Don’t forget to “spring forward” this weekend for the start of daylight saving time! On Sunday, March 12 at 2 a.m., most Americans will set their clocks ahead one hour. What is the history of this annual ritual, and is it soon coming to an end?
The History of Daylight Saving
Daylight saving time (DST) was first practically used in 1908 in Thunder Bay, Ontario when businessman John Hewitson wanted to enjoy an extra hour of the summer sun. Nearby towns in Canada followed suit in the following years, but the idea did not catch on globally until 1916 in Germany.
Clocks in the German Empire and Austria were turned ahead by one hour on April 30, 1916 (two years into World War I to minimize the use of artificial lighting to save fuel for the war effort. The United Kingdom, France, and other countries followed the idea for the duration of the war, and DST returned to most of Europe during World War II. In 1996, the European Union standardized the DST schedule, with clocks moving forward on the last Sunday of March and moving back on the last Sunday of October.
As for the United States, DST was not adopted until 1918 when a bill introduced the idea of a seasonal time shift. After lasting just seven months, the law was repealed because of its unpopularity, and DST became a local option.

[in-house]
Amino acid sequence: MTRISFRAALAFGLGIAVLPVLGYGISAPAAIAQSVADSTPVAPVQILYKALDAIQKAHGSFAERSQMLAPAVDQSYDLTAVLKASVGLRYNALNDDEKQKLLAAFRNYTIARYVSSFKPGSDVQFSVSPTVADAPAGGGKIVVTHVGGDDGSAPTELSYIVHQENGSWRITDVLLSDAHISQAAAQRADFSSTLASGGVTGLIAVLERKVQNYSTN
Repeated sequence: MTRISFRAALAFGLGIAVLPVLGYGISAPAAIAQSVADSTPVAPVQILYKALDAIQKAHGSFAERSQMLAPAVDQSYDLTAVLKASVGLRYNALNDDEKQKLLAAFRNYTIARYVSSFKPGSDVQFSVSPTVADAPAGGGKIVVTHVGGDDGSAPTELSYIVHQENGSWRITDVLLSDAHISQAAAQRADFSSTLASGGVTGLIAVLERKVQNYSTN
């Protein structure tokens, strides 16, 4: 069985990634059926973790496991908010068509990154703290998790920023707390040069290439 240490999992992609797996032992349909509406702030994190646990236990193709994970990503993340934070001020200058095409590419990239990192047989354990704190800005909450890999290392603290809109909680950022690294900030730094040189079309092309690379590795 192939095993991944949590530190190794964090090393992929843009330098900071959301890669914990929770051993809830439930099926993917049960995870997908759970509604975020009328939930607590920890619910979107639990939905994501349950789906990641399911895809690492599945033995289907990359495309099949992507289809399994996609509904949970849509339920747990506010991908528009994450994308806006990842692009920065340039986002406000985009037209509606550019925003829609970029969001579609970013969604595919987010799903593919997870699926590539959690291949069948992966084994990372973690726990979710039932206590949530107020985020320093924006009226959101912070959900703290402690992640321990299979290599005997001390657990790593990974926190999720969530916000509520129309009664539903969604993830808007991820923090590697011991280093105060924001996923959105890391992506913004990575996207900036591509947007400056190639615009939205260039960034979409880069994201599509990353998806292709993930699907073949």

In 1966, the Uniform Time Act mandated standard time across the country within established time zones to standardize the business and transportation industry. State legislatures could vote to keep the entire state on standard time. The Federal law was amended in 1986 to begin DST on the first Sunday in April and in 2005 to begin DST on the second Sunday of March, which is what has remained today.
Is Daylight Saving Ending in 2023?
In March 2022, legislation called the Sunshine Act was unanimously passed by the U.S. Senate to effectively eliminate DST in the United States, except for Hawaii and parts of Arizona. However, the measure was not approved by the House of Representatives before the 117th session of Congress ended in January 2023, so daylight saving remains for now.
In March 2023, the bill was reintroduced for the 118th Congress. The bill will need to be passed again by the U.S. Senate before it can be sent to the House of Representatives.
In both 2022 and 2023, the Sunshine Act was introduced by Senator Marco Rubio who argues that eliminating DST would reduce crime, encourage kids to play outside, and lower the risk of both heart attacks and car accidents.
Many studies support the issues with DST. For example, in a 2015 study published in Sleep Medicine, researchers in Finland compared the rate of stroke in more than 3,000 people during the week following a daylight saving time transition to the rate in nearly 12,000 people two weeks before or two weeks after that week. Researchers found that the overall rate of having a stroke was 8 percent higher during the first two days following the transition to daylight saving from 2004 to 2013. A 2020 study published in Current Biology also found that fatal traffic accidents in the U.S. rose 6 percent in the week after daylight saving started.